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at32 Webcraft

[ Learn HTML with WebCraft ]

Now you have setup the basics for a page, whatever you type next (after the BODY tag that is) will instantly become proper text as if you were working in a word processor.

However, as you type - you may notice that new lines (carriage returns) do not actually become new lines on the webpage. This is because carriage returns are used in a HTML document to allow you to set out your HTML text so it's easily readable - you must use a HTML tag for new lines to appear in the browser. There are two methods:

<P>Hello my name is Fred.</P>
<P>Hello my name is Bob.</P>

...this is the paragraph tab. If you start each paragraph with a <P> and close it again with a </P> the new lines will automatically appear. The above example displays:

Hello my name is Fred.

Hello my name is Bob.

Of course, sometimes you want a blank line anyway, not just to separate paragraphs - such as for a list for example. In this case you would use the BR tag (line break) as shown:

Hello my name is Fred.<BR>
Hello my name is Bob.

This has a slightly different result:

Hello my name is Fred.
Hello my name is Bob.

...the reason being that a BR tag only adds a line break - so although each item is on a separate line, there is no blank line between them. To recreate this you would use:

Hello my name is Fred.<BR><BR>
Hello my name is Bob.

You can use any number of BR tags as you like - each one will create a new carriage return within the page itself - unlike the paragraph tag. Also try out the HR tag - this will create the following:

...which is a handy tool to have for introducing some basic formatting early on!

Font Control

Text by default appears in the Times New Roman font. This isn't bad and might be your thing, but sooner or later you're going to want to start experimenting with different fonts.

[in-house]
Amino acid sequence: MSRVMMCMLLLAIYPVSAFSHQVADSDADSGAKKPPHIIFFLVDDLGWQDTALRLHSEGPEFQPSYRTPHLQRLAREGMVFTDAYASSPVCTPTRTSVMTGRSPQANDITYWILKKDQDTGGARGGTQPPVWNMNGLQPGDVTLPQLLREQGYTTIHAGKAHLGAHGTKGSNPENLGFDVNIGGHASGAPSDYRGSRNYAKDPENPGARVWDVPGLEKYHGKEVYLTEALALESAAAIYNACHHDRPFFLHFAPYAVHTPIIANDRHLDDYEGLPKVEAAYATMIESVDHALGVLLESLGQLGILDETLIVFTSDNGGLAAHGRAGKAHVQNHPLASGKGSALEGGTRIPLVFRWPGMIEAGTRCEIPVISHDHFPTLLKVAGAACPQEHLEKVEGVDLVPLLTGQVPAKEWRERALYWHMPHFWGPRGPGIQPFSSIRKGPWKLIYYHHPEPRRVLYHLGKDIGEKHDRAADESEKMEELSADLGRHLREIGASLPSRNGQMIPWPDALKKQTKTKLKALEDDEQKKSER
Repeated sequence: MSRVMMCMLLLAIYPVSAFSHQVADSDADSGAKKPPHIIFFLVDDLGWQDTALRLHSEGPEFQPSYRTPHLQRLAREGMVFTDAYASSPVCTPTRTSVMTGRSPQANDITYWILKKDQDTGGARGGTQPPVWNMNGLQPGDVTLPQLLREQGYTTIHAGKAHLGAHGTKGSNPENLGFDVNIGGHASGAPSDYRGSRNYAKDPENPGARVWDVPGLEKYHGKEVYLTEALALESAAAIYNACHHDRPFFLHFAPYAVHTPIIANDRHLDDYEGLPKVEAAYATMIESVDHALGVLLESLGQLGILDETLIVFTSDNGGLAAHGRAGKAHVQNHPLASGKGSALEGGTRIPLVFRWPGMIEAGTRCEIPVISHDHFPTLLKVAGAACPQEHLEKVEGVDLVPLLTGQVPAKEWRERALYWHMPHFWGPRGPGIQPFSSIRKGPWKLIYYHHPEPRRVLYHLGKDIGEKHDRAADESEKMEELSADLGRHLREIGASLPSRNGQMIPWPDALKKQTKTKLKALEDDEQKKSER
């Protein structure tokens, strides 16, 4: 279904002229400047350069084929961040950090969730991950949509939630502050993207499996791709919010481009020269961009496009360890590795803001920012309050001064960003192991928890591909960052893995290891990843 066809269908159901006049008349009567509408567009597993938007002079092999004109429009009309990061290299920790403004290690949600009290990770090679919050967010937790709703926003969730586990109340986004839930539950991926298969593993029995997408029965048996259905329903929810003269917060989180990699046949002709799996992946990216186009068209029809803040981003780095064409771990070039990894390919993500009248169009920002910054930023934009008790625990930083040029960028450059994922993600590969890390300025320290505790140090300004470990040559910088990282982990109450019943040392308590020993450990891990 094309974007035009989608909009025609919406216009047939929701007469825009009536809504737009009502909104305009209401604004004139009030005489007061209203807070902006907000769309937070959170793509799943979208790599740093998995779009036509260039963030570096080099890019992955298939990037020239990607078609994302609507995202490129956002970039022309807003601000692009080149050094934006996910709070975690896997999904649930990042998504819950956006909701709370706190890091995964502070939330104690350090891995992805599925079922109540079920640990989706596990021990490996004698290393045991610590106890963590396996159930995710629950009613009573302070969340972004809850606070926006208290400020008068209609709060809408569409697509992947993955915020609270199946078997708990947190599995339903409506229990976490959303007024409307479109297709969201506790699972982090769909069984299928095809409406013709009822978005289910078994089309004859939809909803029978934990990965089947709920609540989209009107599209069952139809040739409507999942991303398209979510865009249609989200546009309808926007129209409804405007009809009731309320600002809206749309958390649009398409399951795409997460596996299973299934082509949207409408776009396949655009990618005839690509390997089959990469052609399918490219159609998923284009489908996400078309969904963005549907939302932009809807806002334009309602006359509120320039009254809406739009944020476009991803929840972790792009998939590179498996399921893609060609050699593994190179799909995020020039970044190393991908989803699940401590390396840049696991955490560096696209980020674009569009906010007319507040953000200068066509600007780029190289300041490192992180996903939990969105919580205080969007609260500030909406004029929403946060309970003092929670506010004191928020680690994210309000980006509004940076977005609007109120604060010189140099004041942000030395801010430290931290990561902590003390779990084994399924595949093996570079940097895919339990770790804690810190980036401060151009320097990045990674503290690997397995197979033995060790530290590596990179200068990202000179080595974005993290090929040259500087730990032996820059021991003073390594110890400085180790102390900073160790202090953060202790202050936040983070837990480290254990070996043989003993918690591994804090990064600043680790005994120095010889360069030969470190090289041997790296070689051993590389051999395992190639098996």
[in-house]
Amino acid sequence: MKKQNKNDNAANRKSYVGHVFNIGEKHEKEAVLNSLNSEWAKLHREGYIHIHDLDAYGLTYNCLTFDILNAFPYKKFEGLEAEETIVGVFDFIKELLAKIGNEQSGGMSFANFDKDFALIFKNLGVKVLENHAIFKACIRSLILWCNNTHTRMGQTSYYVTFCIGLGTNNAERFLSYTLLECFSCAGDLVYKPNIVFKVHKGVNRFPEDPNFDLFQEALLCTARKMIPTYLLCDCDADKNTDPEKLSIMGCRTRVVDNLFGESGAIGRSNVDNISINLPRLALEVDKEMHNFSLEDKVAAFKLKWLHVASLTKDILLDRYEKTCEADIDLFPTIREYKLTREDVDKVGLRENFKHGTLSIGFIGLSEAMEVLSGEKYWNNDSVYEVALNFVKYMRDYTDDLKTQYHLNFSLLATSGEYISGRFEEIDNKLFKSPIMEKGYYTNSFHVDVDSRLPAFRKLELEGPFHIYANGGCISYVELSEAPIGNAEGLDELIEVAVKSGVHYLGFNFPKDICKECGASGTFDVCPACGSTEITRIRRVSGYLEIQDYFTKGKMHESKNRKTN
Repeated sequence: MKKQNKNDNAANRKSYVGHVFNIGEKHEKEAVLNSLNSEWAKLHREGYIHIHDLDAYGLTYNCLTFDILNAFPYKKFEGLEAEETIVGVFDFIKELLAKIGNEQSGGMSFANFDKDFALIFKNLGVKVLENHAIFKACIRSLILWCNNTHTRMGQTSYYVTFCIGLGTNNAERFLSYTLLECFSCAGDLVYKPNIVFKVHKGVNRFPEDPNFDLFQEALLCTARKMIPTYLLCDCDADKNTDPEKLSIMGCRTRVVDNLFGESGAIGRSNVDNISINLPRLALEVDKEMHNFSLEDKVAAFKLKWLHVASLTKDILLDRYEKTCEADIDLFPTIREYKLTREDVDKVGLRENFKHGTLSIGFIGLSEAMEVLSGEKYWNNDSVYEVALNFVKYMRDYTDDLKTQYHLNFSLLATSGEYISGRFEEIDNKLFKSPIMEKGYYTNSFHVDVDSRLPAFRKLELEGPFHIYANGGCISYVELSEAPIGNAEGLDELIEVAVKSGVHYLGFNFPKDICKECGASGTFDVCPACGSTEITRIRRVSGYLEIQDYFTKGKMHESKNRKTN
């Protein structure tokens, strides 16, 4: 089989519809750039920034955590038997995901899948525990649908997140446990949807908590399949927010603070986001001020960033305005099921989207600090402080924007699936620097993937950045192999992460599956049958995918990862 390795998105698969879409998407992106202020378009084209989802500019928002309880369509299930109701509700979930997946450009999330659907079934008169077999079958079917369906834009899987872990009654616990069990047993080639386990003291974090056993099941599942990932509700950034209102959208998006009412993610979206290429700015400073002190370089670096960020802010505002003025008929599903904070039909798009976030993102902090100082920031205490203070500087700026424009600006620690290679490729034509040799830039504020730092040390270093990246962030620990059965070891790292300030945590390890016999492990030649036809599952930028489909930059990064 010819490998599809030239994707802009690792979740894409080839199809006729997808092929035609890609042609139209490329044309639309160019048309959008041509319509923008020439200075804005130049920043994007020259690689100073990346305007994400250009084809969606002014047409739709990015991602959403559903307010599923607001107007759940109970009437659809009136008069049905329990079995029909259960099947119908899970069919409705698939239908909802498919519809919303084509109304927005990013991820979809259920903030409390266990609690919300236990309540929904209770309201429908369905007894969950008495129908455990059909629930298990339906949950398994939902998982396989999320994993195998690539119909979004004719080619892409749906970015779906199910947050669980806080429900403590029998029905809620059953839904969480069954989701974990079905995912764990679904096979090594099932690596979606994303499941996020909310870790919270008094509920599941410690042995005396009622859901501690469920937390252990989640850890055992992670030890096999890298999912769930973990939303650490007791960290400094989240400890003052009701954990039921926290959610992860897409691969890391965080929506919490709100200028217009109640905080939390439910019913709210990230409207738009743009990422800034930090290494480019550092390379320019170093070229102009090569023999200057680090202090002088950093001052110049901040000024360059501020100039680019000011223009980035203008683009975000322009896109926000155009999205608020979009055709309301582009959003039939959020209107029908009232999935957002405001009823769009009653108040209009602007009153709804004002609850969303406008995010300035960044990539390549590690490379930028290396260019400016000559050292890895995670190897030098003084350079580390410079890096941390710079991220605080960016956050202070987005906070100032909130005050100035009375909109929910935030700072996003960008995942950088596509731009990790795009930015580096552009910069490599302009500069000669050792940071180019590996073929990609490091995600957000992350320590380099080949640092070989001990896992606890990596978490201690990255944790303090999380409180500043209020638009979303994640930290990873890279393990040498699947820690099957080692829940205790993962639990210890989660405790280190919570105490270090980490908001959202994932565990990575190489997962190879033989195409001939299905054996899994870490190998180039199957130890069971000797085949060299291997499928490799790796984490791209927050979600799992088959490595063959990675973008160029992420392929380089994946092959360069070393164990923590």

In WebCraft, right click on a space in your text and select Quick HTML > Large Text. Now, anything you type will appear in a font the same as this website, only a size slightly larger.

If you're familiar with typefaces, you can try changing the name of the font listed to something else. Here are some examples:

HTML Result
<FONT SIZE=2 FACE="Arial"> Arial
<FONT SIZE=2 FACE="Courier"> Courier
<FONT SIZE=2 FACE="Courier New"> Courier New
<FONT SIZE=2 FACE="Times New Roman"> Times New Roman
<FONT SIZE=2 FACE="Verdana"> Verdana


Size is very simple - simply change the value within the tags shown above. Larger number provide larger fonts!


Color is a more complex issue, and beyond the scope of this article. However, the tags provided so far are more than enough to get you going - you can find out more about HTML color here by following this link to these handy Lycos pages..


A powerful tool often overlooked is the BLOCKQUOTE tag. Surround text with this tag and you'll find that it will be nearly formatted and indented either side. Check out this example:

Hello my name is Fred.
Hello my name is Bob.
Hello my name is Joe.

...produces the following result:

Hello my name is Fred.
Hello my name is Bob.
Hello my name is Joe.

Bullet Points

Allocating bullet points is simplicity in itself, they'll even add a new line for you! Simply use the LI tag, like this:

<LI>Point One
<LI>Point Two
<LI>Point Three

...and you'll get:

  • Point One
  • Point Two
  • Point Three

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